To me, it’s not rocket science. Why wouldn’t a woman in a size 12 or a size 14 be able to wear a dress like that too?

What are you excited about now? Do you think the industry is changing in substantial ways? I would like to think that as we address all these issues there will at least be a conversation and an opportunity for people with a stronger perspective to create some change.
I’m being very positive. Before coming into the curve industry, without categorizing it too much, I wasn’t really expecting anything. Back then 8 years ago, it was like, yeah, you can do e-comm for this specific plus size brand, but now, I see girls doing Glossier, L’Oreal, which makes me very positive knowing that things are happening and there are so many opportunities coming up. I’m pregnant right now, and I was also a little bit worried with that. Like, how is the industry going to view that? Are they still going to book me when they find out? Or when I start showing? Are they going to dismiss me? They haven’t. I mean, I walked fashion week in February. I told Christian Siriano, Chromat and Michael Kors—all of them knew that I was pregnant, and they were like, okay, you’re pregnant, let’s just dress you accordingly – I didn’t want to announce it at that time. They would just dress me in order to make me feel comfortable and enhance my curvy body like they always do. Sometimes, what I’ve heard from other women before who have become pregnant in the industry—or just women in general, it’s not always appreciated by other coworkers or bosses. So, I’ve had a really good experience with that. I did a regular job, which is to say, not a maternity job, just yesterday. I’m still working even though my belly shows.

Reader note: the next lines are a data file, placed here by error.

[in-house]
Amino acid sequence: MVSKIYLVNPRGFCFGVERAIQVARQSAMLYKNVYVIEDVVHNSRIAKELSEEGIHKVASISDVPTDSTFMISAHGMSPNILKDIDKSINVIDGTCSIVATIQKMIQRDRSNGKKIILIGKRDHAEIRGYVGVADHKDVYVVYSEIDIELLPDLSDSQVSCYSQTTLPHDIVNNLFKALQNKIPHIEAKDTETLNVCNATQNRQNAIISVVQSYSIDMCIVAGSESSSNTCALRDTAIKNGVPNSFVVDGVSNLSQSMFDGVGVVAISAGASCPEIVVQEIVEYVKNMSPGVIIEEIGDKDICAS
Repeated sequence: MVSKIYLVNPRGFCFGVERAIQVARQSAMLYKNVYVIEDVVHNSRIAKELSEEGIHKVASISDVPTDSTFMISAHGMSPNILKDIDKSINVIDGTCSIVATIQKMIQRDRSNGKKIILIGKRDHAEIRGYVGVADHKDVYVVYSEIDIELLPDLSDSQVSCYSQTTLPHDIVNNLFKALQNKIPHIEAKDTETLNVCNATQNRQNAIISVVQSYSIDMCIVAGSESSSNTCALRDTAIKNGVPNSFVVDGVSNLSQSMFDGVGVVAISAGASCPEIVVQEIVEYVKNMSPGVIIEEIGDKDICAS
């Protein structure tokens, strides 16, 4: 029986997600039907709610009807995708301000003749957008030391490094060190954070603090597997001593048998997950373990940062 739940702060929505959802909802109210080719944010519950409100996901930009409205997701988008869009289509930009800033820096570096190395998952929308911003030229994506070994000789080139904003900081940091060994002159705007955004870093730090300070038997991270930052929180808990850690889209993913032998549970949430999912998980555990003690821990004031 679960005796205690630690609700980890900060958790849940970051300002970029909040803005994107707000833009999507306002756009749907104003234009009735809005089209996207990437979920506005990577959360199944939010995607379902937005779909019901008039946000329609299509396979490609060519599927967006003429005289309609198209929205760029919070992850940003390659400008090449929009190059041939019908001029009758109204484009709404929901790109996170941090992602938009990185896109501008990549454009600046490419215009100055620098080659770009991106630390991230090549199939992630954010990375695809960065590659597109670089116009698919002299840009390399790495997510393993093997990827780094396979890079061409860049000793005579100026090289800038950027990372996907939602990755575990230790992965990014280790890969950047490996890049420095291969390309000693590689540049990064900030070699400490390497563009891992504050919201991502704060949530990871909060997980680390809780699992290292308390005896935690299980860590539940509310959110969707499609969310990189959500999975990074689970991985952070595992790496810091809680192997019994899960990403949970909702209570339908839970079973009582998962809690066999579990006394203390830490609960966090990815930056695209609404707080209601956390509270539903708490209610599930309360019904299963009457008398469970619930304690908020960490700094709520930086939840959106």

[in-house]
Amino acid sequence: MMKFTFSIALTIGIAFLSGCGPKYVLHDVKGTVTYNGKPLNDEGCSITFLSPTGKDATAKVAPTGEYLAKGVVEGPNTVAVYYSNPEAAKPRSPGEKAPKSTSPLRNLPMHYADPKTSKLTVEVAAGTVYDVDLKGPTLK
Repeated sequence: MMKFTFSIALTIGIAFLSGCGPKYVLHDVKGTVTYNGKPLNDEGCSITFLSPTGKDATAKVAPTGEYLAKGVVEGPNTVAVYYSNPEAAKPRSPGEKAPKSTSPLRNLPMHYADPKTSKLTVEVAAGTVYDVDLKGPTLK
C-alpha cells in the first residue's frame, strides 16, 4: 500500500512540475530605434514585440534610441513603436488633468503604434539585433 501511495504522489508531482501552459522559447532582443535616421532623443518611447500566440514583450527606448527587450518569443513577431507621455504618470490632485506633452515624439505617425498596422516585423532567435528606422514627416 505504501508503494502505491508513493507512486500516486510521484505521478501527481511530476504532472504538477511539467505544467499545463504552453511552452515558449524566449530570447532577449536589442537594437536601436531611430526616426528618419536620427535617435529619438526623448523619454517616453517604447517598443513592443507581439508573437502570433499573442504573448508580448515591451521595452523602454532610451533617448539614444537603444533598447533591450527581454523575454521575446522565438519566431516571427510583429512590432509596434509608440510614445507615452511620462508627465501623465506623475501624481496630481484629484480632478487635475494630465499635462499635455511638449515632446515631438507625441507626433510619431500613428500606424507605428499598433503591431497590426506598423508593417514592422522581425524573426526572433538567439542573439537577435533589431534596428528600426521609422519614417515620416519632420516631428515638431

Can you talk a little bit about your experiences modeling while being pregnant?
I’ve been lucky that I’ve felt good throughout my pregnancy. I had two weeks in the beginning when I was nauseous and that was not fun. I’m used to the pace of traveling and working so it wasn’t that hard for me to keep going.

What are the challenges and has anything surprised you?
In the beginning, I was a bit worried about how much my body was going to change and on an emotional level too. Thankfully, it’s been a smooth ride and it’s only towards the end that I’ve started to feel that I can’t travel as much as before and long days on sets take a toll on my body.

Has your approach to modeling, either on camera or when walking runway, changed in any way during this period?
I’ve started to appreciate the industry even more and the people I work with. I’ve gotten so much support, especially from my agency that has been so thoughtful and always making sure I’m feeling good. I’ve also realized how big part of me and my life, my job means to me, so happy I can do this for a living.